On the other hand, the summer garden above represents the never ending invitation from Mother Earth to get out of the fast lane. You know that saying – it’s not the destination, it’s the journey? Well, it’s finally winter now, and the snow feels good blanketing the summer’s garden at rest. The winter moonlight moving through the black trees and falling onto the glittering snowscape is in many ways more comforting than being able to wear a tee shirt and sandals in December while Oprah interviews Al Gore about global warming and climate change (a topic The Hot Potato would like to put on the menu for a future article).
We can still accept nature’s invitation in the middle of winter. Several gardens and nature preserves have open invitations with fun attractions year round. Here are a few in the Chicago area:
The Chicago Botanic Garden, 1000 Lake Cook Road in Glencoe, Illinois, www.chicagobotanic.org.
Tropical rain forest greenhouses, watercolor paintings, images of great gardens of the world, and family classes like Pizza Garden, Bathroom Botanicals, Dinosaur Plants
The Morton Arboretum, 4100 Lincoln Ave, Lisle, IL, www.mortonarb.org
Children’s garden winter walks, free guided walks, snowshoeing, dog sledding, and a one acre maze garden with living hedges and a12-foot high lookout platform built around a 60-foot tall Sycamore tree.
The Garfield Park Conservatory, 300 N. Central Park Ave, Chicago, IL, www.garfield-conservatory.org
Chocolate Fest, winter tree ID walk, free weekend plant clinic, amazing and grand greenhouses including the Children’s Garden, Desert House, Horticultural Hall, and Sweet House which includes sugar cane, figs, pineapples, coconuts, cinnamon, chewing gum, mangos, guavas, vanilla and banana plants!
The Notebaert Nature Museum, 2430 N. Cannon Drive, Chicago, IL, www.naturemuseum.org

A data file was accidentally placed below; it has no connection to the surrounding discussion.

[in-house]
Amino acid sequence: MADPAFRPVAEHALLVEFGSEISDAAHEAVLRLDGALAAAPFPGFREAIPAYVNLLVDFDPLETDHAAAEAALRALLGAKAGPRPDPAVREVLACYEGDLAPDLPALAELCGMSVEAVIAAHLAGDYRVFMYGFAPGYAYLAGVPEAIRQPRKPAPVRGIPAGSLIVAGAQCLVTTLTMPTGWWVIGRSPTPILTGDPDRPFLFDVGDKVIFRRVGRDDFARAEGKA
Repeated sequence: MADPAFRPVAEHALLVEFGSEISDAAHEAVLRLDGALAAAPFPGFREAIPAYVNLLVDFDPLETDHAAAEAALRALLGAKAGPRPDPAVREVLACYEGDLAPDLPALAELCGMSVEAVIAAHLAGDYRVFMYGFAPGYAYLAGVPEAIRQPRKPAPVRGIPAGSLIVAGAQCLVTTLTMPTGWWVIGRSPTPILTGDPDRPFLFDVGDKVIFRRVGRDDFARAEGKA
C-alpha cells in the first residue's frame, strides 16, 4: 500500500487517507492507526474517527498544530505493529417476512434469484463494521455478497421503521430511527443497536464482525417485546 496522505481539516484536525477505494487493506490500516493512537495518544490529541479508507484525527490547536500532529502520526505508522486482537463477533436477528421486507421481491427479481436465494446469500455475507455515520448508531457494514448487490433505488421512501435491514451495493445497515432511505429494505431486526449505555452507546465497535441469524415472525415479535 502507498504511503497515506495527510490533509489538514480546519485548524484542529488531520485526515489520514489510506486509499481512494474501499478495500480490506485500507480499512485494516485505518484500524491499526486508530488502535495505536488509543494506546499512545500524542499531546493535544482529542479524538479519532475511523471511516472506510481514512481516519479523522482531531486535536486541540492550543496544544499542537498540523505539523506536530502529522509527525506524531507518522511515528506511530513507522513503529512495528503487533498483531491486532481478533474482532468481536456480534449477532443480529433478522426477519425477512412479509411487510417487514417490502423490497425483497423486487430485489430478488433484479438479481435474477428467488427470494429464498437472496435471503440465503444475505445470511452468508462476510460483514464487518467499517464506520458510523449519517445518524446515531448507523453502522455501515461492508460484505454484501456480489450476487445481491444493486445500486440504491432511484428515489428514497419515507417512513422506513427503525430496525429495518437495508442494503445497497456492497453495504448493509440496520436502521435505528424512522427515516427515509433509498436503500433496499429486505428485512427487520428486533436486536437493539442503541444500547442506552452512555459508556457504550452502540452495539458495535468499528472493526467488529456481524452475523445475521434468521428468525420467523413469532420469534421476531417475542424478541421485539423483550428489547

Green garden model including interactive rooftop gardens, water conservation, and solar panels, the secret world of animal homes, a real butterfly habitat haven, and “Mysteries of the Marsh. about Illinois’ wetlands that are home to nearly two-thirds of Illinois’ endangered and threatened species.
LOOKING FOR SNOW ANGELS
The last time we had a snowball fight was on the farm in March of last year, just before the last snow of the year melted away. When was the last time you made a snow angel, snow man, or snow ball and threw it at somebody? Without driving anywhere, we can make a date with nature close to home, like on a bundled stroll down to the local lake, park, or sledding slope. Even right outside your home might be the perfect spot to breathe in the feeling of winter and store it away until we are back in the heat of a majestic garden in August.
Remember too in the winter, it’s important to get your daily dose of sunshine. The sunshine converts into Vitamin D in your body that aids in the absorption of calcium. You can open your curtains during the day to let the light and warmth in, and then close the curtains at night to keep the cold out. If the winter blues are getting to you, you can always curl up with a hot potato, a warm cup of chamomile tea, and Bette Midler’s song “The Rose” playing softly as she sings to remind us:
When the night has been too lonely
and the road has been too long
and you think that love is only
for the lucky and the strong
Just remember in the winter
far beneath the bitter snows
lies the seed
that with the sun’s love
in the spring
becomes the rose